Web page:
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Syphilis in Infants Reaching Epidemic Proportions


Pregnant woman

By Mark Pelletier, MSN, RN, Chief Operating Officer and Chief Nursing Officer

This week, the Centers for Disease Control and Prevention (CDC) published preliminary data showing nearly 2,100 cases of newborn, or congenital, syphilis in 2020. Rates are increasing across the country in this disease that was considered eliminated 20 years ago.

When left untreated, syphilis can cause:

  • skeletal abnormalities
  • liver problems
  • prematurity
  • deafness
  • blindness
  • stillbirth

Syphilis is a sexually transmitted disease and, when it’s passed from a mother to baby during pregnancy, it’s referred to as congenital syphilis. There is an antibiotic cure for syphilis but it must be administered immediately after birth.

In 2010, only 29 states reported one or more cases of congenital syphilis. Ten years later, 47 states and the District of Columbia reported one or more cases each year; in 2020, more than 100,000 cases of syphilis were reported. These rising numbers reflect the reality of the nation’s greater syphilis epidemic as reported in a Health Affairs blog

Prenatal Care Crisis
While it’s very important to prevent syphilis among the general adult population, we need to take action now to ensure expectant mothers get the care needed to prevent syphilis. Experts are attributing this crisis to the lack of prenatal resources, including:

  • basic prenatal care
  • drug abuse
  • syphilis screening occurring too late in pregnancy or not at all

Applicable Joint Commission Requirements
The Joint Commission does have requirements to address this issue (effective July 1, 2018): 

 14        For hospitals that provide obstetric services: Upon admission to labor and delivery, the mother’s status of the following diseases (during the current pregnancy) is documented in the mother's medical record:

  • Human immunodeficiency virus (HIV)
  • Hepatitis B Group B Streptococcus (GBS)
  • Syphilis          

15        For hospitals that provide obstetric services: If the mother had no prenatal care or the disease status is unknown, testing for the following diseases is performed and the results documented in the mother’s medical record:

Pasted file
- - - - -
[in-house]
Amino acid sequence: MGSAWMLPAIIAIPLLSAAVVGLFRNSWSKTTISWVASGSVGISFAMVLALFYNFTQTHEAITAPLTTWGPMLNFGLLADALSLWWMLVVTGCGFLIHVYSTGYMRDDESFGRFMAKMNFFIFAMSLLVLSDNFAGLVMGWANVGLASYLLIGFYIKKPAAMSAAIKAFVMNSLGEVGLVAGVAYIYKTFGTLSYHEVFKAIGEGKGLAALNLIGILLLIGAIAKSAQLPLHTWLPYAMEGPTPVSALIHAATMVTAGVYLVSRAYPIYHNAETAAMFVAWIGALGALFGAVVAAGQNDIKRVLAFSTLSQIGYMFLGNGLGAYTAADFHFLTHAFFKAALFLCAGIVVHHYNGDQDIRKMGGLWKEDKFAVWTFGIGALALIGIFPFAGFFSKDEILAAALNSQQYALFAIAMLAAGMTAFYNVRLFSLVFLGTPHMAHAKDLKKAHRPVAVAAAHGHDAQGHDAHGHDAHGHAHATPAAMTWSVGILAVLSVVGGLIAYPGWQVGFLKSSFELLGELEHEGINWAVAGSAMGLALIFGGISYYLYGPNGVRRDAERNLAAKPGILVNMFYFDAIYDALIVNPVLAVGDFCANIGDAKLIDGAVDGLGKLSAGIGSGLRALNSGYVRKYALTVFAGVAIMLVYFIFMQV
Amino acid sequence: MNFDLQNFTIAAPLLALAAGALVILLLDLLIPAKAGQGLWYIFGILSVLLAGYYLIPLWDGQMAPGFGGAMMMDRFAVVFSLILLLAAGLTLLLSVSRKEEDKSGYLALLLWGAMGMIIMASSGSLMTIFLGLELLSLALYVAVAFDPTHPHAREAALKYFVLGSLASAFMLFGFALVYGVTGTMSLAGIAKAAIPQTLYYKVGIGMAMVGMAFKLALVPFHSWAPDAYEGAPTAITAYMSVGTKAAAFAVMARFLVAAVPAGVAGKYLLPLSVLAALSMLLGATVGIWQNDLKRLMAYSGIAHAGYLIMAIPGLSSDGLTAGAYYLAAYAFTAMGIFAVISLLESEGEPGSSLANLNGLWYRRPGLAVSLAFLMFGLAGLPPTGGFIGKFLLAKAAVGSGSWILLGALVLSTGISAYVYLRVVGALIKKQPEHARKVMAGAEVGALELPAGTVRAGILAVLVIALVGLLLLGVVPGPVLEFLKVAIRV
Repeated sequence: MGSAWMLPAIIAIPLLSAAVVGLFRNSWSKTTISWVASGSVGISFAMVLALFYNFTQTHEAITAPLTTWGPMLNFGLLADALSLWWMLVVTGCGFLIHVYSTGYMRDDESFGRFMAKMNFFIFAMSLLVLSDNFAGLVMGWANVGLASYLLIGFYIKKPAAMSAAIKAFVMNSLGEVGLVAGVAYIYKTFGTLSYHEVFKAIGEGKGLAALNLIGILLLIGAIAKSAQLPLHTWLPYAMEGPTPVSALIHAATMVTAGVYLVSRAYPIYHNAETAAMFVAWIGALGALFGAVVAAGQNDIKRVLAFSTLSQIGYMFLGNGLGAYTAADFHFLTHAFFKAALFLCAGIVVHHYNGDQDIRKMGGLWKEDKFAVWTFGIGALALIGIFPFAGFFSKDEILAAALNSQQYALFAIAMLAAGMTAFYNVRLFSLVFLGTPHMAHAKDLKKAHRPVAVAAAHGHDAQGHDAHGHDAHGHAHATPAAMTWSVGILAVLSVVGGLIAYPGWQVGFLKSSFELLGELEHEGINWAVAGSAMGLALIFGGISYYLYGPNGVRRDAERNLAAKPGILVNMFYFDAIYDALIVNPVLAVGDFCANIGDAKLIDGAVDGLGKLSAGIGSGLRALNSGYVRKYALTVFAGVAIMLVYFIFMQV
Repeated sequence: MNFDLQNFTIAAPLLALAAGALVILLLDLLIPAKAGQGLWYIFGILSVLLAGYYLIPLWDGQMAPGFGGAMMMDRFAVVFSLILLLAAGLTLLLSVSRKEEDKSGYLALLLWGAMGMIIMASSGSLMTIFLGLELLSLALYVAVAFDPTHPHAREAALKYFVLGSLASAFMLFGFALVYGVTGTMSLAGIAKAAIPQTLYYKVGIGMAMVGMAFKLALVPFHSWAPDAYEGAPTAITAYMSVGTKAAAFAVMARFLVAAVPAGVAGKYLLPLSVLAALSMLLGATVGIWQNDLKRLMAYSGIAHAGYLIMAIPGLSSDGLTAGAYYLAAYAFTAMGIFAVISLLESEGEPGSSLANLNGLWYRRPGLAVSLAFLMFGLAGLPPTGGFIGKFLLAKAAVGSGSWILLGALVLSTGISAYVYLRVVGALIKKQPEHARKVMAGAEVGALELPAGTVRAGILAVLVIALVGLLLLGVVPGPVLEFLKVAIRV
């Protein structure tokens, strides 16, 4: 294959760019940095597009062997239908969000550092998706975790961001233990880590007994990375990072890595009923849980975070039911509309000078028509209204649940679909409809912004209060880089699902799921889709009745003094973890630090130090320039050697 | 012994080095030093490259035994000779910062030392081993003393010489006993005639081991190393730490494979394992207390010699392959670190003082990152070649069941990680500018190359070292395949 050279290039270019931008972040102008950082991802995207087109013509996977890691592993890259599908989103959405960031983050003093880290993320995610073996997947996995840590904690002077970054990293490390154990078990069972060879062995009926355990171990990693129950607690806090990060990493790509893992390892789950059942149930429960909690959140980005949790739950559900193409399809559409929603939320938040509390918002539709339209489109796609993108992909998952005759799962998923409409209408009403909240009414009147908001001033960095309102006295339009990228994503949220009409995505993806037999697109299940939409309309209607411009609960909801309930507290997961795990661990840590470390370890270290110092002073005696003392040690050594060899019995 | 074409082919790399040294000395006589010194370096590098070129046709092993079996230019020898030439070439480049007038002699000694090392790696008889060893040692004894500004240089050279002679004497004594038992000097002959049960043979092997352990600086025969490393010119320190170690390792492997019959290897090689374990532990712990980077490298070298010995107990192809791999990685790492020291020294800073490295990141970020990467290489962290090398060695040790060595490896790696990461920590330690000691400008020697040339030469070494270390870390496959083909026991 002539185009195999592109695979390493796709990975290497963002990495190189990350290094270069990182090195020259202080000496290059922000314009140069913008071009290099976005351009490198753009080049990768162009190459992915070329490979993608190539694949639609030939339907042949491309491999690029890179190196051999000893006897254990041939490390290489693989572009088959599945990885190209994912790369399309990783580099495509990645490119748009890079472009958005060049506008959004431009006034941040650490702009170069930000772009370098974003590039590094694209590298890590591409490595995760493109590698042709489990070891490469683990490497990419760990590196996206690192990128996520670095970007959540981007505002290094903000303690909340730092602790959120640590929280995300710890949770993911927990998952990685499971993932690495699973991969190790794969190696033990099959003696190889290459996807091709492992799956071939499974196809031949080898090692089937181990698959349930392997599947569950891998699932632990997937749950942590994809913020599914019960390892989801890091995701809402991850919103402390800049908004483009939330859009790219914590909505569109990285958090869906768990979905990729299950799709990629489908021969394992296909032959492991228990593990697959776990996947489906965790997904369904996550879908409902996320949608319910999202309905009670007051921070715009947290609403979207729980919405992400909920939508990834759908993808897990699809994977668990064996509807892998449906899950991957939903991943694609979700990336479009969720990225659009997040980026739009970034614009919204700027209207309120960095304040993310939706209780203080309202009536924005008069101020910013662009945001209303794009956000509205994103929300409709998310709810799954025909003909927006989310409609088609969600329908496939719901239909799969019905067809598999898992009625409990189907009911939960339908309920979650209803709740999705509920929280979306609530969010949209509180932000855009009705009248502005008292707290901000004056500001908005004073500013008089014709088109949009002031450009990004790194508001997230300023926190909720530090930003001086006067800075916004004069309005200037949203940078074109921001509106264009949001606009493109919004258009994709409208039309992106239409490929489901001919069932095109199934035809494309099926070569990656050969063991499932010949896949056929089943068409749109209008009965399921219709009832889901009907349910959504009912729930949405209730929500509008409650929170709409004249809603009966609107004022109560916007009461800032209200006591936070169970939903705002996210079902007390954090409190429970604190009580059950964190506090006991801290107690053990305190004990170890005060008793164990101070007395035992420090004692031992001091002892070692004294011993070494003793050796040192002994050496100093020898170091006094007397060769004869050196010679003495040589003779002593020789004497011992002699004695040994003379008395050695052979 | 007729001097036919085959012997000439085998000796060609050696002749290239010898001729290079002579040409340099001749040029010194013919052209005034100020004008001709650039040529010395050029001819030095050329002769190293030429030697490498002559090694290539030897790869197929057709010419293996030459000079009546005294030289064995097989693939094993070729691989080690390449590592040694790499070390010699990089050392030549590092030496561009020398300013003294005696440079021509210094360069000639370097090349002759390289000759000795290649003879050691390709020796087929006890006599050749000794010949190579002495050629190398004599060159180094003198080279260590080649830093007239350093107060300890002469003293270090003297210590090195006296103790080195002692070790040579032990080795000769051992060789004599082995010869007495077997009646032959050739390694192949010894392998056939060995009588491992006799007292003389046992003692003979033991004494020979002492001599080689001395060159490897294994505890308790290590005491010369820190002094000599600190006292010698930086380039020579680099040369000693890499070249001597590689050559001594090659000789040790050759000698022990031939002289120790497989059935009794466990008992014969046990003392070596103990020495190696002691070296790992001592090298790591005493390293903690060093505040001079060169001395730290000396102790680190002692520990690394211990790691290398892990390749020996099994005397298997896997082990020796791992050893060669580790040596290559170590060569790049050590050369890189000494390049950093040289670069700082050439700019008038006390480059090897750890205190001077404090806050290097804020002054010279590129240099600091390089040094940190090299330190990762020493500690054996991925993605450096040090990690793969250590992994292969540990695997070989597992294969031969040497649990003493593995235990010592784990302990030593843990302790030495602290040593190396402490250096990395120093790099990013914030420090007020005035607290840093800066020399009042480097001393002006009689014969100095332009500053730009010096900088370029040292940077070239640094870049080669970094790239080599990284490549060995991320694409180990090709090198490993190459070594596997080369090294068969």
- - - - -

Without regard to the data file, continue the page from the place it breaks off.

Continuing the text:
• Human immunodeficiency virus (HIV)
  • Hepatitis B Group B Streptococcus (GBS)Syphilis

Note: Because GBS test results may not be available for 24–48 hours, hospitals may consider the administration of prophylactic antibiotics to the mother based on CDC guidelines: Prevention of Perinatal Group B Streptococcal Disease
16        For hospitals that provide obstetric services: If the mother tests positive for human immunodeficiency virus (HIV), hepatitis B, group B Streptococcus (GBS), or syphilis when tested in labor and delivery or during the current pregnancy, that information is also documented in the newborn’s medical record after delivery.

It's worth repeating that this is a curable disease. Even one birth with syphilis is too many. Let’s do what we can to get more women into the prenatal system faster and start the appropriate screening!

Mark G. Pelletier, RN, MS is the chief operating officer, Accreditation and Certification Operations, and chief nursing executive for The Joint Commission. Prior to his current position, Pelletier served as the executive director for the Hospital Accreditation Program and was also responsible for business development in the Hospital, Critical Access Hospital and Laboratory accreditation programs. Mr. Pelletier has more than 30 years of experience in hospital operations, performance and quality improvement, process redesign, and program development. Previously, he was the senior vice president and chief operating officer of Condell Medical Center, Libertyville, Illinois. He has also served in executive positions for several hospitals in the Chicago area including Resurrection Health Care, Northwestern Memorial Hospital, Children’s Memorial Medical Center and Mercy Hospital Medical Center.